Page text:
How Data Catalogs Expand Discovery and Improve Governance
AI and automation are making it easier for users to find the data they need.
- By David Stodder
- September 28, 2020
Those of us beyond a certain age remember when school research projects began in front of the library card catalog: that now-antique set of wooden cabinets with the long drawers full of well-thumbed cards that adhered to a standard bibliographic system. If you understood that system (or had the help of a good librarian), you could perform a surprising amount of research at a metadata level before having to hunt through the library stacks for the actual books you needed. You could use the system to understand relationships between book topics and perhaps discover an unexpected book that was perfect for your report.
Library catalogs, along with an increasing number of pre-digital-age storage systems, have changed. Today, many library catalogs are linked so you can find an item located anywhere in the system. You also can query the system in your natural language.
In our data-rich digital world, organizations need to make it easy to locate data across physically distributed systems while providing governance and security.
Strong Interest in Data Catalogs and Business Glossaries
TDWI finds strong interest in using data catalogs and business glossaries to address these requirements. A data catalog is a central repository that contains metadata for describing data sets, how they are defined, and where to find them. It can give organizations an inventory of their data assets that is critical for both governance and to make it easier for users to discover data.
Business glossaries, which can provide identification and valid data definitions within a business context, can be integrated with data catalogs that provide information more associated with the data schema, structure, and physical storage. Data virtualization middleware uses data catalogs and business glossaries extensively for faster querying and more comprehensive views of data from multiple sources.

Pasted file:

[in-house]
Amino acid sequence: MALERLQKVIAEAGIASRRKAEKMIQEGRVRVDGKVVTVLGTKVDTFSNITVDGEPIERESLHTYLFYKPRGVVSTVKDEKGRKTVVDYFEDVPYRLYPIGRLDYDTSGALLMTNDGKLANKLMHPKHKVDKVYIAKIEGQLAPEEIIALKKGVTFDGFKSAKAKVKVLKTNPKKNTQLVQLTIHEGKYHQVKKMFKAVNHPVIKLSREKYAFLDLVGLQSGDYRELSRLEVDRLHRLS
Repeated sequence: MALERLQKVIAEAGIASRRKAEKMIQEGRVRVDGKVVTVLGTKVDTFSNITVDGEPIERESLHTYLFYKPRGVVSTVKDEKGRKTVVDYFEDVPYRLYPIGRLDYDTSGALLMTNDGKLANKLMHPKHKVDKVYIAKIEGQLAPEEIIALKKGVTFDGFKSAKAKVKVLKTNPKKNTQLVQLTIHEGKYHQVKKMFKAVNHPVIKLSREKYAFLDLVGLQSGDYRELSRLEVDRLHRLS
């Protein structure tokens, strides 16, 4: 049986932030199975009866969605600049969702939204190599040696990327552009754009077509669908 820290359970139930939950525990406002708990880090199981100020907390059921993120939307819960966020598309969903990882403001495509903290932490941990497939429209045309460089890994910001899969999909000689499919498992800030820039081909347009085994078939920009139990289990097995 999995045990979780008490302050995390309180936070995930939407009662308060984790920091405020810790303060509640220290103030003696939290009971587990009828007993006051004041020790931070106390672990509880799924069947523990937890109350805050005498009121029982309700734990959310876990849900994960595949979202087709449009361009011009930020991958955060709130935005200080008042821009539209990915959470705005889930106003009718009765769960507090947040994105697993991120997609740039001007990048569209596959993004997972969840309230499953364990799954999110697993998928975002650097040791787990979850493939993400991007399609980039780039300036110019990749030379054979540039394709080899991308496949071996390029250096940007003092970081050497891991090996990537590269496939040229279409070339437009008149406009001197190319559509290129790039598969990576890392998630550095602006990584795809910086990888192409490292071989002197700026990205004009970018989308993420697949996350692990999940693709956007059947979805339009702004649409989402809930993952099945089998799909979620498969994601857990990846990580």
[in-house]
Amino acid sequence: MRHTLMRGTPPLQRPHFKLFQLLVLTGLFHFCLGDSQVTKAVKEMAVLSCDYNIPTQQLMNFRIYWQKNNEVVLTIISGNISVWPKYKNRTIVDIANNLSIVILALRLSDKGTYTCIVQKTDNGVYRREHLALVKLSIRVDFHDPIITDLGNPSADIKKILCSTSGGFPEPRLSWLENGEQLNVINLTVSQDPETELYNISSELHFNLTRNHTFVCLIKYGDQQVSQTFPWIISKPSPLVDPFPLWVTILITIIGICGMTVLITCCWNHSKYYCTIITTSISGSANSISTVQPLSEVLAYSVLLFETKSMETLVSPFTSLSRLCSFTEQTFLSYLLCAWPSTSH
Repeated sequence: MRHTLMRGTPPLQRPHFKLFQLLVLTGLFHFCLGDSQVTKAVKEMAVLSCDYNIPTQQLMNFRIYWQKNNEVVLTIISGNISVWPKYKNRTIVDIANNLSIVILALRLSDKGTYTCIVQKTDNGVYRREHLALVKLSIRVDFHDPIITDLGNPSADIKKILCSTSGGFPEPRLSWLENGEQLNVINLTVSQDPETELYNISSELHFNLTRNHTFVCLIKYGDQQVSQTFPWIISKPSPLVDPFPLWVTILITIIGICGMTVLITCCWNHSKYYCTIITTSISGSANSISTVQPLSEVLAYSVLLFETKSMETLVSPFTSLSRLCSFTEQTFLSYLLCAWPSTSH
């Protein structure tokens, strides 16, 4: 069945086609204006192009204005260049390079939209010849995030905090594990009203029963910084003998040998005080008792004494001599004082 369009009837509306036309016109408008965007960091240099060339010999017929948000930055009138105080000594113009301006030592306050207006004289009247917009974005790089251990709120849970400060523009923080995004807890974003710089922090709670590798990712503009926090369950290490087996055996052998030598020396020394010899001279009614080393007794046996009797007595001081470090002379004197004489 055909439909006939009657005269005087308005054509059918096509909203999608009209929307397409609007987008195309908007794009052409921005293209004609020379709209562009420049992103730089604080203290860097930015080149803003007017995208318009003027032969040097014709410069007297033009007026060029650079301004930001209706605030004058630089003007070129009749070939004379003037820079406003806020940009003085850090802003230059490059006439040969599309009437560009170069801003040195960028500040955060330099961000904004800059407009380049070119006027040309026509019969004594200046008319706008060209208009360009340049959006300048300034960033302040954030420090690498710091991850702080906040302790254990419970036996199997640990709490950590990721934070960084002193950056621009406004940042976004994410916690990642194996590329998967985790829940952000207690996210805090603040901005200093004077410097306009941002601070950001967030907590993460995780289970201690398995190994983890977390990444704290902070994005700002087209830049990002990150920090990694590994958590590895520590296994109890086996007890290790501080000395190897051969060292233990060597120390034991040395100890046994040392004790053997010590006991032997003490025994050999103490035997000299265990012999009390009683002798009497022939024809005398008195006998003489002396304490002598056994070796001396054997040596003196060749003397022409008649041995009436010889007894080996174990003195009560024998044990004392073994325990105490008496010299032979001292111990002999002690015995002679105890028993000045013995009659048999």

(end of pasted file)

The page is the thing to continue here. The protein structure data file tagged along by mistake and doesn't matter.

Unfortunately, most organizations are held back because they lack a data catalog or use a hodgepodge of catalogs and glossaries, sometimes created in spreadsheets. Each of these typically collects technical and/or business metadata about just the single BI or database platform, data warehouse, or application. As data becomes voluminous and varied, enterprises need a more comprehensive enterprise data catalog.
At an enterprise level, the data catalog can be the centerpiece of a broader strategy for easier location, governance, and authorized access to data across enterprise systems on premises and in the cloud. Providing developers and users with easy access to the enterprise data catalog can eliminate challenges in creating data pipelines that draw data from multiple sources and help ensure consistent access to trusted data.
An enterprise data catalog enables organizations to respond faster to governance audits and the need to monitor data as it moves through life cycles across the organization. TDWI research finds that the ability to centrally monitor data usage and lineage -- where the data came from and what has happened to it along the way in terms of transformation, enrichment, and cleansing -- is a governance priority for the majority of organizations surveyed. About a third of organizations surveyed for our Q1 2020 TDWI Best Practices Report are looking at consolidating smaller data catalogs and glossaries into a central enterprise data catalog resource, especially to improve response to governance and data privacy regulations.